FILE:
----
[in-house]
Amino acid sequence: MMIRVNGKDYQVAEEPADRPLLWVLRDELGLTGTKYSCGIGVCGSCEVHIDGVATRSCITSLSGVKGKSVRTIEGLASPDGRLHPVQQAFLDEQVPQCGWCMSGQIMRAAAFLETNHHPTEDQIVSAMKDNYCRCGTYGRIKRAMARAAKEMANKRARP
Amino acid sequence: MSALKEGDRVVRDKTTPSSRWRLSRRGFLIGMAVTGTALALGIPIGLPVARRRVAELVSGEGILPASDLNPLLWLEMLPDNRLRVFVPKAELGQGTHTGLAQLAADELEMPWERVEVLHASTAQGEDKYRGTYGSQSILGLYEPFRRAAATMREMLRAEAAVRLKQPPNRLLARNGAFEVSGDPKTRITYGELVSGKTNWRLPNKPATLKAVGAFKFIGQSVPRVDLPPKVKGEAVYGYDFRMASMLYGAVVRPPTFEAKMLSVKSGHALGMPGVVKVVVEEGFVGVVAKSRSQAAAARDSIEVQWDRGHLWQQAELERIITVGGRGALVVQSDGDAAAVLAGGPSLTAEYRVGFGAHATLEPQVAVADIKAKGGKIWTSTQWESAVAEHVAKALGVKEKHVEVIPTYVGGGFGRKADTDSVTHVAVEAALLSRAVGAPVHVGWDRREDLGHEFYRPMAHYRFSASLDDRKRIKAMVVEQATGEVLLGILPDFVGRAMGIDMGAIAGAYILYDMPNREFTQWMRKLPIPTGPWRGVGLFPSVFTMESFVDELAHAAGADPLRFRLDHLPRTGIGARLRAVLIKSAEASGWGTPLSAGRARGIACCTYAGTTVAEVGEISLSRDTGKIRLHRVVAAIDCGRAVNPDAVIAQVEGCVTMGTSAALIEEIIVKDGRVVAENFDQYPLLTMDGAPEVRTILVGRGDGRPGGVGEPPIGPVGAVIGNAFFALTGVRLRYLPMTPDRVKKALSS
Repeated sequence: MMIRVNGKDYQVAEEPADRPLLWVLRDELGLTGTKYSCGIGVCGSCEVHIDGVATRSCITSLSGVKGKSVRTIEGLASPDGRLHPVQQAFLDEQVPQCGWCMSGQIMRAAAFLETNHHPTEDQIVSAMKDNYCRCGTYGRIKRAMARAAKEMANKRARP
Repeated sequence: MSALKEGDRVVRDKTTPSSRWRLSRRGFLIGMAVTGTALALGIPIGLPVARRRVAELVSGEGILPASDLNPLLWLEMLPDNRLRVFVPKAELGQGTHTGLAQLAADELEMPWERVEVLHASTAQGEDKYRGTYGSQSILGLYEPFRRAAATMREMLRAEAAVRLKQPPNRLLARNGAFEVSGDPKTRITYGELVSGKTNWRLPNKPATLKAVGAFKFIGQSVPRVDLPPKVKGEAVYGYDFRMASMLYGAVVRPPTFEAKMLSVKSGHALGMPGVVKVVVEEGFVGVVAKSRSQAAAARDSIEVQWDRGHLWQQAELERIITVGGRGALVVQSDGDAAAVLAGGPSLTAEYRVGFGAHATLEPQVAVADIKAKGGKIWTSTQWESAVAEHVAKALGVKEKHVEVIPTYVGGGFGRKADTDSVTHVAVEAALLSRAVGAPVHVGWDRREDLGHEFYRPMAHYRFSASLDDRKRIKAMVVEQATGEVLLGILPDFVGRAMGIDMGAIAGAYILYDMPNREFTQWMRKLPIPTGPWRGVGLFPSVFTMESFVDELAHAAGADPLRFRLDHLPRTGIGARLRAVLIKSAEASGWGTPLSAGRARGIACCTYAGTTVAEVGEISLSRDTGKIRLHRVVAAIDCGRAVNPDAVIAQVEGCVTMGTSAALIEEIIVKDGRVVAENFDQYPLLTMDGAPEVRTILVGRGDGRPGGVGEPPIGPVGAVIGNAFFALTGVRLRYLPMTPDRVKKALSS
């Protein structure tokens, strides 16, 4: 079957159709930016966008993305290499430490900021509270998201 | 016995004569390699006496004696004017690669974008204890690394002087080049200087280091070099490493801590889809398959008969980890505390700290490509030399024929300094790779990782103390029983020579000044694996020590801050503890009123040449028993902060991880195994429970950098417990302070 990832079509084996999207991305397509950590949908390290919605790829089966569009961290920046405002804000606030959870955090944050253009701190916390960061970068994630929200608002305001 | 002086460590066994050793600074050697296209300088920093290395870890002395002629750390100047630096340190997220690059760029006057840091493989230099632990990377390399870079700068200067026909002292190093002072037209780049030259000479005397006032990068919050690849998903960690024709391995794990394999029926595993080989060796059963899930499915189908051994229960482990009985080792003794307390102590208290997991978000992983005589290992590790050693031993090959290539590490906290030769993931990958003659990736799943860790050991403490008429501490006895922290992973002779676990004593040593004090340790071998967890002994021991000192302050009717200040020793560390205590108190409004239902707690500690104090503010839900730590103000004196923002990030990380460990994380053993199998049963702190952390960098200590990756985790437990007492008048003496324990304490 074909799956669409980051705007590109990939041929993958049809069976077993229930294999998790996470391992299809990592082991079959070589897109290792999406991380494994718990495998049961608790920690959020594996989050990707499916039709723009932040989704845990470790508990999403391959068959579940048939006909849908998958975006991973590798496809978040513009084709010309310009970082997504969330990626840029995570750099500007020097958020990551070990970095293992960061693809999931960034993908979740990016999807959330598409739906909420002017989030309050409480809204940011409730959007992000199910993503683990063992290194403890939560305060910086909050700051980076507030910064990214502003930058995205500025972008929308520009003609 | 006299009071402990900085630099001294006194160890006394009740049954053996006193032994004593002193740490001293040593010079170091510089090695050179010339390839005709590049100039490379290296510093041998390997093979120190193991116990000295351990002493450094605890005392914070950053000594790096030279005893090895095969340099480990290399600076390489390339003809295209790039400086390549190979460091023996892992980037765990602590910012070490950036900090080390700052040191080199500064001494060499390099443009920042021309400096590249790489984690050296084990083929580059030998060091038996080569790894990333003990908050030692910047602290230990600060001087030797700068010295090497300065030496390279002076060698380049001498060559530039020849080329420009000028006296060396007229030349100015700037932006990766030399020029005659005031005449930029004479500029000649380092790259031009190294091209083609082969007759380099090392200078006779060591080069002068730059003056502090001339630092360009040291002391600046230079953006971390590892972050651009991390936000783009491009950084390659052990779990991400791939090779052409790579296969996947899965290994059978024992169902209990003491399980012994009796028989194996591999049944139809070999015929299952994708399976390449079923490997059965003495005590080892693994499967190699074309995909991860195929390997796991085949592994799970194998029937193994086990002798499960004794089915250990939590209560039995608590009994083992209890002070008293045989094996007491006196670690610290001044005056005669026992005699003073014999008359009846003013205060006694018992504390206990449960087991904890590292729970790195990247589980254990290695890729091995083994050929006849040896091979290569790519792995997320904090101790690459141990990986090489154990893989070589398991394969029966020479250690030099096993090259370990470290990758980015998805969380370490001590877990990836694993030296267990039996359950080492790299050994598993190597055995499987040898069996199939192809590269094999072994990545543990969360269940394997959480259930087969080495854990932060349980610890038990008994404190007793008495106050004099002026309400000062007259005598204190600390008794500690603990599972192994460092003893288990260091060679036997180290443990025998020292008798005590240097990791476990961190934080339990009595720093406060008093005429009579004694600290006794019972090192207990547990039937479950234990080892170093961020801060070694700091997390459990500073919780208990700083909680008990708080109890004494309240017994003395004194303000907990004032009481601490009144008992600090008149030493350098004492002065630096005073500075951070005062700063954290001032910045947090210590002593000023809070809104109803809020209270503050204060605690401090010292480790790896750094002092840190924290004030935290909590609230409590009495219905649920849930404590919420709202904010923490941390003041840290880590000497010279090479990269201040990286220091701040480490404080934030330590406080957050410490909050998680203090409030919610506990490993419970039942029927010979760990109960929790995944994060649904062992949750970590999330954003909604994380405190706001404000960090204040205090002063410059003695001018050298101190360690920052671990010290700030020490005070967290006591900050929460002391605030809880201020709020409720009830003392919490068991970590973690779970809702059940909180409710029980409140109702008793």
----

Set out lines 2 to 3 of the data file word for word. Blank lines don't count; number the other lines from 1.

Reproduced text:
Amino acid sequence: MMIRVNGKDYQVAEEPADRPLLWVLRDELGLTGTKYSCGIGVCGSCEVHIDGVATRSCITSLSGVKGKSVRTIEGLASPDGRLHPVQQAFLDEQVPQCGWCMSGQIMRAAAFLETNHHPTEDQIVSAMKDNYCRCGTYGRIKRAMARAAKEMANKRARP
Amino acid sequence: MSALKEGDRVVRDKTTPSSRWRLSRRGFLIGMAVTGTALALGIPIGLPVARRRVAELVSGEGILPASDLNPLLWLEMLPDNRLRVFVPKAELGQGTHTGLAQLAADELEMPWERVEVLHASTAQGEDKYRGTYGSQSILGLYEPFRRAAATMREMLRAEAAVRLKQPPNRLLARNGAFEVSGDPKTRITYGELVSGKTNWRLPNKPATLKAVGAFKFIGQSVPRVDLPPKVKGEAVYGYDFRMASMLYGAVVRPPTFEAKMLSVKSGHALGMPGVVKVVVEEGFVGVVAKSRSQAAAARDSIEVQWDRGHLWQQAELERIITVGGRGALVVQSDGDAAAVLAGGPSLTAEYRVGFGAHATLEPQVAVADIKAKGGKIWTSTQWESAVAEHVAKALGVKEKHVEVIPTYVGGGFGRKADTDSVTHVAVEAALLSRAVGAPVHVGWDRREDLGHEFYRPMAHYRFSASLDDRKRIKAMVVEQATGEVLLGILPDFVGRAMGIDMGAIAGAYILYDMPNREFTQWMRKLPIPTGPWRGVGLFPSVFTMESFVDELAHAAGADPLRFRLDHLPRTGIGARLRAVLIKSAEASGWGTPLSAGRARGIACCTYAGTTVAEVGEISLSRDTGKIRLHRVVAAIDCGRAVNPDAVIAQVEGCVTMGTSAALIEEIIVKDGRVVAENFDQYPLLTMDGAPEVRTILVGRGDGRPGGVGEPPIGPVGAVIGNAFFALTGVRLRYLPMTPDRVKKALSS